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INTRODUCTION: Pediatric obesity rates increased during the COVID-19 pandemic. This study examined the associations of neighborhood greenspace with changes in pediatric obesity during the pandemic.
METHODS: Electronic health record data from a large pediatric primary care network were extracted to create a retrospective cohort of patients aged 2-17 years with a visit in each of 2 periods: June 2019-December 2019 (before pandemic) and June 2020-December 2020 (pandemic). Multivariable longitudinal generalized estimating equations Poisson regression estimated the associations of census tract‒level Normalized Difference Vegetation Index with (1) changes in obesity risk during the pandemic and (2) risk of new-onset obesity among children who were not obese prepandemic. Analyses were conducted between November 2021 and May 2022.
RESULTS: Among 81,418 children (mean age: 8.4 years, 18% Black), the percentage of children who were obese increased by 3.2% during the pandemic. Children in Normalized Difference Vegetation Index Quartiles 2-4 had smaller increases in obesity risk during the pandemic than those in Quartile 1 (risk ratio=0.96, 95% CI=0.93, 0.99; Quartile 3 risk ratio=0.95; 95% CI=0.91, 0.98; Quartile 4 risk ratio=0.95, 95% CI=0.92, 0.99). Among the subset who were not obese before the pandemic, children in Normalized Difference Vegetation Index quartiles 3-4 had a lower risk of new-onset obesity during the pandemic (Quartile 3 risk ratio=0.82, 95% CI=0.71, 0.95; Quartile 4 risk ratio=0.73, 95% CI=0.62, 0.85). Higher Normalized Difference Vegetation Index was associated with smaller increases in obesity risk and lower risk of new-onset obesity among children in urban and suburban areas, but results were in the opposite direction for children in rural areas.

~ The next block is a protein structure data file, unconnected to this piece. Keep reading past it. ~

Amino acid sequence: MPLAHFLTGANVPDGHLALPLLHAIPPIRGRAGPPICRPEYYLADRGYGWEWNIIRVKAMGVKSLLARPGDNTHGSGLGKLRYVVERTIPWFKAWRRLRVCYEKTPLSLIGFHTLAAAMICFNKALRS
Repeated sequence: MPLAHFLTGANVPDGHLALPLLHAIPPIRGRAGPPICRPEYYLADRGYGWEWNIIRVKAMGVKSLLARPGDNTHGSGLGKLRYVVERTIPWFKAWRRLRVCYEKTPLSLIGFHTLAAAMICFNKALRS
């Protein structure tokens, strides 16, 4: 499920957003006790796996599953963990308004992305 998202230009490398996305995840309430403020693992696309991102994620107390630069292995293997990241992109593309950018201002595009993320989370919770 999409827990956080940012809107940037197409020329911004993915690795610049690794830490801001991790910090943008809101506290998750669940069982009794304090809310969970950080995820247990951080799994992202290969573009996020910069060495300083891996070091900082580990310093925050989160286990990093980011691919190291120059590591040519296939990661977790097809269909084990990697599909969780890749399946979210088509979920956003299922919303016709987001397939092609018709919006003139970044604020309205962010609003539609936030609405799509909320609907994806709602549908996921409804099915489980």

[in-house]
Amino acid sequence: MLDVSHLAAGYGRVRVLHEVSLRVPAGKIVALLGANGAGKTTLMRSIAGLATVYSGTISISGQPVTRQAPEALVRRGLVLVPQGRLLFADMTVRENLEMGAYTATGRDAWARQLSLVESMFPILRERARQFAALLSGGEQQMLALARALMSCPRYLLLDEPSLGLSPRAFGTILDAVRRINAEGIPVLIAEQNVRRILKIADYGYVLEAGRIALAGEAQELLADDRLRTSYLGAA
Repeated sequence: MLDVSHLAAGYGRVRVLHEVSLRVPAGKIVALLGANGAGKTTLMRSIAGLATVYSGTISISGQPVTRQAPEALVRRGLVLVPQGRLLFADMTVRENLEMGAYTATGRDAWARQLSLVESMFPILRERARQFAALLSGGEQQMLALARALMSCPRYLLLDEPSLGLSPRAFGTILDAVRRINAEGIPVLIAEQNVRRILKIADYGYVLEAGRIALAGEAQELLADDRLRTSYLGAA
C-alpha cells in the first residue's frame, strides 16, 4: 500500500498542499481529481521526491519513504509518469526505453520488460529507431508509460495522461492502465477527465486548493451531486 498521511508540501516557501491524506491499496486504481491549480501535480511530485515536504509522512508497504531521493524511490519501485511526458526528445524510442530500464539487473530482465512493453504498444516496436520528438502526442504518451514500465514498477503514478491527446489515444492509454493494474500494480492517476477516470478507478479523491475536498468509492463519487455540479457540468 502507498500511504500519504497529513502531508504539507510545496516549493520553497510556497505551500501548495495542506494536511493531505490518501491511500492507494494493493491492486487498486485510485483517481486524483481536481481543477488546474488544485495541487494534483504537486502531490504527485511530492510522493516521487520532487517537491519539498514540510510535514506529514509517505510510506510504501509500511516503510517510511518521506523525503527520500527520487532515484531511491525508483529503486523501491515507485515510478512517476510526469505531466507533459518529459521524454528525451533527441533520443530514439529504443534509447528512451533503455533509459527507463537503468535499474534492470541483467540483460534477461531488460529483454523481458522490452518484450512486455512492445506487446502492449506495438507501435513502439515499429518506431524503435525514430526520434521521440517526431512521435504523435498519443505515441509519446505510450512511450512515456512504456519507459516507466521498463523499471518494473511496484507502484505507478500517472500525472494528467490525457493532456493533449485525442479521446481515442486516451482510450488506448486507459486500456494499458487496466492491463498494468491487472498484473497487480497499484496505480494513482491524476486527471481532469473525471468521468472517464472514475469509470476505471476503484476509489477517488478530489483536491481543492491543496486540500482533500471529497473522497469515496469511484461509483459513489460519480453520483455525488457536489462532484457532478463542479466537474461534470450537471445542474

CONCLUSIONS: Children living in greener neighborhoods experienced smaller increases in obesity during the pandemic than children in less green neighborhoods, although findings differed by urbanicity.